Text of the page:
The general rule is that rate-making is legislative in character. See 43 Am.Jur, Public Utilities & Services § 85, pages 626-27; 73 C.J.S. Public Utilities § 16, page 1012. The United States Supreme Court in Prentis v. Atlantic Coast Line Co., 211 U.S. 210, 29 S. Ct. 67, 53 L. Ed. 150 (1908) speaking of railway passenger rates as fixed by the Virginia State Corporation Commission, said:

"But we think it equally plain that the proceedings drawn in question here are legislative in their nature, and none the less so that they have taken place with a body which, at another moment, or in its principal or dominant aspect, is a court such as is meant by § 720. A judicial inquiry investigates, declares, and enforces liabilities as they stand on present or past facts and under laws supposed *27 to already exist. That is its purpose and end. Legislation, on the other hand, looks to the future and changes existing conditions by making a new rule, to be applied thereafter to all or some part of those subject to its power. The establishment of a rate is the making of a rule for the future, and therefore is an act legislative, not judicial, in kind * * *." 211 U.S. at page 226, 29 S.Ct. at page 69.

The Supreme Court of Virginia in City of Norfolk v. Chesapeake & Potomac Tel. Co., 192 Va. 292, 64 S.E.2d 772, 776 (1951) held that its Corporation Commission "[i]n performing the duties of promulgating and establishing reasonable and just rates and charges for transportation and transmission companies * * * exercises a legislative function." The cases of Prentis and City of Norfolk are of particular interest in the instant case in view of the fact that Article XV of our Constitution seems to be patterned somewhat after the Virginia Constitution of 1902 and the Oklahoma Constitution. State v. Tucson Gas, Electric Light & Power Co., supra, 15 Ariz. at page 300, 138 P. 781.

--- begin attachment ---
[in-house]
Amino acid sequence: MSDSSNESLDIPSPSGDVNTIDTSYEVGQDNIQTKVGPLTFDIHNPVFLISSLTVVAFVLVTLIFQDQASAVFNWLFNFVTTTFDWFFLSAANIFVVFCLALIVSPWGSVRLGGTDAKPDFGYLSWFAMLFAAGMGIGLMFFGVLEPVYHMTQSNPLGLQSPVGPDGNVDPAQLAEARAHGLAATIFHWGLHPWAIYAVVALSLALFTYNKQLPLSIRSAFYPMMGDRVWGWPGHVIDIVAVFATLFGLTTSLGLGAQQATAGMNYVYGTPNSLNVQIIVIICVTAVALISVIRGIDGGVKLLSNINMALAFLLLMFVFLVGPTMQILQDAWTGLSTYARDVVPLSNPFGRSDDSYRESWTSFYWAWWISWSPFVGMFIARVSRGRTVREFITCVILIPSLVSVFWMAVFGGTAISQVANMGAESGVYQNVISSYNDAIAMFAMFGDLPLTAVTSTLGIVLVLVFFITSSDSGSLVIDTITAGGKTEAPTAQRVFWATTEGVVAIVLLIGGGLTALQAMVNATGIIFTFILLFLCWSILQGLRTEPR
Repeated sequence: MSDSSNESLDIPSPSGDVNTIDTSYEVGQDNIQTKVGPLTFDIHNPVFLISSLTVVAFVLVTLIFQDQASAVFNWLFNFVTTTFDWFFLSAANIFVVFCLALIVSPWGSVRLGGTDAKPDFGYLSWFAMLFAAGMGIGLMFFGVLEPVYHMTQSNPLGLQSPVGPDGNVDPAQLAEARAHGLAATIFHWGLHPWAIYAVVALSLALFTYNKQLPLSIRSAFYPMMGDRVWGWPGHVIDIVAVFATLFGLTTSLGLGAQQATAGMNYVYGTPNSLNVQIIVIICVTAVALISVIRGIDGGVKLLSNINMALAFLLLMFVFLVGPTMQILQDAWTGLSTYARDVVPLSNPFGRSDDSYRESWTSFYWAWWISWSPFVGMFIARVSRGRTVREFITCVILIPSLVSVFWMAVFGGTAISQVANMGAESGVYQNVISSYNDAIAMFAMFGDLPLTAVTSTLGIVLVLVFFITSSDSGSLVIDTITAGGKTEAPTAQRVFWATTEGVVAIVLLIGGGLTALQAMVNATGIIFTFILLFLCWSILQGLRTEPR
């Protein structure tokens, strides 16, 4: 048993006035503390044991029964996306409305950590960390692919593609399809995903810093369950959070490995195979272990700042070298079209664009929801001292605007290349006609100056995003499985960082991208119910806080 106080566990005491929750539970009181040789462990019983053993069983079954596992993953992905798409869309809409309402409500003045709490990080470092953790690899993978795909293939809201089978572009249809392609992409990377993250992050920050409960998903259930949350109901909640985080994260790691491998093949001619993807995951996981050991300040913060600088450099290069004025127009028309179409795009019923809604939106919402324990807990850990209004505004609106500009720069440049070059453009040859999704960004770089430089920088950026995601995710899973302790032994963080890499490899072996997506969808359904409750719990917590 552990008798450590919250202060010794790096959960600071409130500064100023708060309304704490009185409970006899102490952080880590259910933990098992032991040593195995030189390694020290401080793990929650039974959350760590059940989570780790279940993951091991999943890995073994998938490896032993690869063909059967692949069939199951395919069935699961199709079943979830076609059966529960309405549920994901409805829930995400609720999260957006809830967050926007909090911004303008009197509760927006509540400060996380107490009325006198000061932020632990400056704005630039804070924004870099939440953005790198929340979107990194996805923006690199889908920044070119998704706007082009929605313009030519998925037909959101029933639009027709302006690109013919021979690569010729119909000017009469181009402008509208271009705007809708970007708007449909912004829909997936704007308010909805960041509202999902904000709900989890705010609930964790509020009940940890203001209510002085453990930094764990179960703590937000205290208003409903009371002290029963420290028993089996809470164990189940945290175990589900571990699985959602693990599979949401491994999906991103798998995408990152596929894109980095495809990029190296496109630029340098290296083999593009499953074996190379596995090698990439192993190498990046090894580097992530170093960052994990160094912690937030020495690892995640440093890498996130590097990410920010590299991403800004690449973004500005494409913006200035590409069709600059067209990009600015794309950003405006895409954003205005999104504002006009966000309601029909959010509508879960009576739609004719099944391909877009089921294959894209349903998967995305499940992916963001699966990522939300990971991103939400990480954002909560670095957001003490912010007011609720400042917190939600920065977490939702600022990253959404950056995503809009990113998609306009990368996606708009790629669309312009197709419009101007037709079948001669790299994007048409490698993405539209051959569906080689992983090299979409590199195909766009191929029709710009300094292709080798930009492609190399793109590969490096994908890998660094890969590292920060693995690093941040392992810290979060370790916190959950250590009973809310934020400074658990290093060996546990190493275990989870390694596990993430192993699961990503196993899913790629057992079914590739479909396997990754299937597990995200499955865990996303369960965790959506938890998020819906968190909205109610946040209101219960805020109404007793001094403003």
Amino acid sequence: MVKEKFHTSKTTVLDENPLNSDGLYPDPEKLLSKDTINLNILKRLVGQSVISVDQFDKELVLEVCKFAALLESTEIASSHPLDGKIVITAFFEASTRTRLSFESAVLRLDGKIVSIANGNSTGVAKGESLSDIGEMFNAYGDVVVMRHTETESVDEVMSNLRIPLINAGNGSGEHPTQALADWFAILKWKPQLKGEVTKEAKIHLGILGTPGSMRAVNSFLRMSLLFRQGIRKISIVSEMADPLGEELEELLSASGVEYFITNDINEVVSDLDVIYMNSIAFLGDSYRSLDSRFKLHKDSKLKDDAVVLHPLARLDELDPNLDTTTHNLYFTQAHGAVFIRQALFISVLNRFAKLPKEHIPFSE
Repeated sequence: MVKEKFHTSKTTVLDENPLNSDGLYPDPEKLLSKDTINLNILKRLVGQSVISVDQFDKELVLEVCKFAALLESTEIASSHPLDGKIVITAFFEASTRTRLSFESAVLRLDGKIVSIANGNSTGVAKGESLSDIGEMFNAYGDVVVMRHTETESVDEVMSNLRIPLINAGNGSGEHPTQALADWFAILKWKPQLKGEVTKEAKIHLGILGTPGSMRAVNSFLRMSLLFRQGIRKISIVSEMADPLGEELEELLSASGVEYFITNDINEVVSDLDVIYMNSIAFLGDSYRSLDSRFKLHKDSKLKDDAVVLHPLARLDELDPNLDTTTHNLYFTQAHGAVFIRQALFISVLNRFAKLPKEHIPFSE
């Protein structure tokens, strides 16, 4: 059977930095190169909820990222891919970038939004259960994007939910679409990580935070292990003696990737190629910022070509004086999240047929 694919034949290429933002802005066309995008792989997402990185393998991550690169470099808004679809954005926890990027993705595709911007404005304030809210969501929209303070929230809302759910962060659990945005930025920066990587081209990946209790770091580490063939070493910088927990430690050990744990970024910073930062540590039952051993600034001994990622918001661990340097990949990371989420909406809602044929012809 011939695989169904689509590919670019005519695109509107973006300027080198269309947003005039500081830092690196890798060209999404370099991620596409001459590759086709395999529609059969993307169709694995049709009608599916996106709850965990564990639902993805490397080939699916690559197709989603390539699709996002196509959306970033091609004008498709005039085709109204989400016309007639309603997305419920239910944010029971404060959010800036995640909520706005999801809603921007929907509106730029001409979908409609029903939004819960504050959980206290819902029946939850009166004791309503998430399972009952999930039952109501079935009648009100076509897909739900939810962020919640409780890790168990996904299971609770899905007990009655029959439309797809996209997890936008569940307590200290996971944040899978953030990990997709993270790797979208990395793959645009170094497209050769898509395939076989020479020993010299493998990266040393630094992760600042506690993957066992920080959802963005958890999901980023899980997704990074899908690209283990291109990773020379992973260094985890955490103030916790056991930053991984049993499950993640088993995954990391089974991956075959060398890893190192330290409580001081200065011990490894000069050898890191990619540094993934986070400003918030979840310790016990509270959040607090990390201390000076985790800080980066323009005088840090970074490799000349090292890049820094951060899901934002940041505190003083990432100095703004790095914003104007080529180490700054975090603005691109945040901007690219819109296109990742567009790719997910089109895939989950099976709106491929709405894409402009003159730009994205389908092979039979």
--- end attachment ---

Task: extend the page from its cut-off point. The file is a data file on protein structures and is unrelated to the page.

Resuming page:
On several occasions we have allowed certiorari to review decisions of the Commission which did not involve rate-making. See, e.g., Gibbons v. Arizona Corporation Commission, 95 Ariz. 343, 390 P.2d 582 (1964); Dallas v. Arizona Corporation Commission, 86 Ariz. 345, 346 P.2d 152 (1959); Whitfield Transportation v. Brooks, 81 Ariz. 136, 302 P.2d 526 (1956). However, it is the opinion of this court that special action relief in the superior court is not available to review the rate-making decisions of the Commission. Article 6, Section 14, Constitution of Arizona. We hold that rate-making is a legislative function and as such is not subject to review by special action writ in the nature of certiorari in the superior court.

Respondent argues that special action relief should be available to review rate-making orders of the Commission because the statutory review procedure available under A.R.S. § 40-254 is unconstitutional since it prohibits staying the effect of a Commission order pending review. Since respondent has made no attempt to avail himself of relief under A.R.S. § 40-254 he cannot challenge its constitutionality in this proceeding.

Petitioner's request for special action relief is granted.